Dual effect of molecular mobility and functional groups of polyrotaxane surfaces on the fate of mesenchymal stem cells†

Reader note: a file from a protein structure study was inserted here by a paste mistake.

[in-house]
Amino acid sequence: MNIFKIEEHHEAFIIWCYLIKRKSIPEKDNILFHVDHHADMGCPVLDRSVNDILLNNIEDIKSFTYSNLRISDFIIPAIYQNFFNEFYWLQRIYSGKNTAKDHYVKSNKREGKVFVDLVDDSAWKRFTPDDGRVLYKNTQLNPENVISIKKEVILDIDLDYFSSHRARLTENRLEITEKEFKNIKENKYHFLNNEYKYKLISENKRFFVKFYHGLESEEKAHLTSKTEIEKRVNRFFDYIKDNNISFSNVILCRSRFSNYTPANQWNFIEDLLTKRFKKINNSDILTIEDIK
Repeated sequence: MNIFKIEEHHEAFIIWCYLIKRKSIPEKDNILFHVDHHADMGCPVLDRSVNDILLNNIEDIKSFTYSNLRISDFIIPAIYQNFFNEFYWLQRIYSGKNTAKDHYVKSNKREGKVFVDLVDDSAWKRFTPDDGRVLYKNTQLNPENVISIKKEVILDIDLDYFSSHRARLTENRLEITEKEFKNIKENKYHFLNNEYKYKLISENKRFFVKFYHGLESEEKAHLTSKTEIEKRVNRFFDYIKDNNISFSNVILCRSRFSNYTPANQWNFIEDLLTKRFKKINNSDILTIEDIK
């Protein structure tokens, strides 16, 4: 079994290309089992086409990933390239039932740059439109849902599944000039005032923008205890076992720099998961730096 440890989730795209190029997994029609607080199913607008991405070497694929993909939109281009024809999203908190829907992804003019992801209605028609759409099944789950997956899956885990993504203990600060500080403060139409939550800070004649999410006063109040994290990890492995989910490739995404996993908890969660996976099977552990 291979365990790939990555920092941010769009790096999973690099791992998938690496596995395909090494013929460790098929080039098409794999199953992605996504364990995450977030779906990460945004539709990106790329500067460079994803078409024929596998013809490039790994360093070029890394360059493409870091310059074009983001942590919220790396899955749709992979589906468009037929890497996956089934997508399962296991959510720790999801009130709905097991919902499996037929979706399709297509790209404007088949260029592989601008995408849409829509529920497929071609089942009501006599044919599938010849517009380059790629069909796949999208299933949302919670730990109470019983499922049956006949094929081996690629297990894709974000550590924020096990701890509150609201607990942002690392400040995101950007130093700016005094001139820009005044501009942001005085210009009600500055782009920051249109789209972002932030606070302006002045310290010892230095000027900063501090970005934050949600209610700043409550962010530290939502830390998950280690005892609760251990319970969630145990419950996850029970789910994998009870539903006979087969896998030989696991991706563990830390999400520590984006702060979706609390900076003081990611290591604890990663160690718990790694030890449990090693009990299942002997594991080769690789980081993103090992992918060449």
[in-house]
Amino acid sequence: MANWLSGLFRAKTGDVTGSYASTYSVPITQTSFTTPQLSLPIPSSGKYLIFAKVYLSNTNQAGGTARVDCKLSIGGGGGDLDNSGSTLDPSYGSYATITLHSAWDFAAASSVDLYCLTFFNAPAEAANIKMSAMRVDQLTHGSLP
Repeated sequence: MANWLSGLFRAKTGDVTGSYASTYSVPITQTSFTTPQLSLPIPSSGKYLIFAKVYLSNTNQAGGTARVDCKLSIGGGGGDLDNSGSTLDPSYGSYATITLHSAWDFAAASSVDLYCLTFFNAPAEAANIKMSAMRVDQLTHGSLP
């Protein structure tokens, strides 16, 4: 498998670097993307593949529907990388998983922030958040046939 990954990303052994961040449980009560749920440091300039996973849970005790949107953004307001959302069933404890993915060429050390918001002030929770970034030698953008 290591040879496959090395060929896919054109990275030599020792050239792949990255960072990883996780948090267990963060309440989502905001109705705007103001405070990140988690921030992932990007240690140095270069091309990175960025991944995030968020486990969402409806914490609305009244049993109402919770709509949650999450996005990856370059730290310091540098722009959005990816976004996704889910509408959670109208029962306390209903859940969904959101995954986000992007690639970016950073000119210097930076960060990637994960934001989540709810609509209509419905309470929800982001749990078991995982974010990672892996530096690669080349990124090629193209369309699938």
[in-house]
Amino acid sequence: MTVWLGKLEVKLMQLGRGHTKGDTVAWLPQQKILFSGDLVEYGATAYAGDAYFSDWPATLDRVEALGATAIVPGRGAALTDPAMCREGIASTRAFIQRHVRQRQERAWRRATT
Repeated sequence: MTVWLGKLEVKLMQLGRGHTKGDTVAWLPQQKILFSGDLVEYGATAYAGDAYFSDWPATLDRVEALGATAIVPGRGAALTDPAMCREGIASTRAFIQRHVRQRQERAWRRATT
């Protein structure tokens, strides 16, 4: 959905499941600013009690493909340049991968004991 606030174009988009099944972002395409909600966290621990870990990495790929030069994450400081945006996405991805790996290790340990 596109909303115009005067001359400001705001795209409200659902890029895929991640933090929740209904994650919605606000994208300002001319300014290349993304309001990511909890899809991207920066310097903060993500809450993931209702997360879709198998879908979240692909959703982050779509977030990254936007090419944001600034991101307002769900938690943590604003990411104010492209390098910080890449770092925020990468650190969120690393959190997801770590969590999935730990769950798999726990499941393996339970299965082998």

Polyrotaxanes are supramolecular assemblies consisting of cyclic molecules (e.g., α-cyclodextrins) and linear polymer chains (e.g., poly[ethylene glycol]), in which cyclic molecules can move along the polymer chain. Here, we examined the effect of functional groups introduced into the α-cyclodextrins of polyrotaxane on cell responses such as adhesion, proliferation, and differentiation. Polyrotaxane-based triblock copolymers modified with methyl (CH3, hydrophobic, and nonionic), hydroxy (OH, hydrophilic and nonionic), amino (NH2, cationic), and sulfo (SO3H, anionic) groups were coated on the surface of the culture plate to fabricate polyrotaxane surfaces with different surface chemistries. The chemical compositions of each surface were determined via time-of-flight secondary ion mass spectrometry and X-ray photoelectron spectroscopy. The contact angle hysteresis reflecting the molecular mobility and zeta potential of each polyrotaxane surface changed depending on the functional groups. When osteoblast and adipocyte differentiation was induced in human mesenchymal stem cells cultured on each polyrotaxane surface, the cells adhered to the SO3H-modified polyrotaxane surfaces exhibited osteoblast differentiation, whereas the cells adhered to the OH-, NH2-, and SO3H-modified polyrotaxane surfaces preferentially underwent adipocyte differentiation compared with those on the unmodified and CH3-modified polyrotaxane surfaces. Interestingly, the SO3H-modified polyrotaxane surfaces promoted both osteoblast and adipocyte differentiation. High molecular mobility and negative charge on the SO3H-modified polyrotaxane surfaces are expected to contribute to the facilitation of both osteoblast and adipocyte differentiation.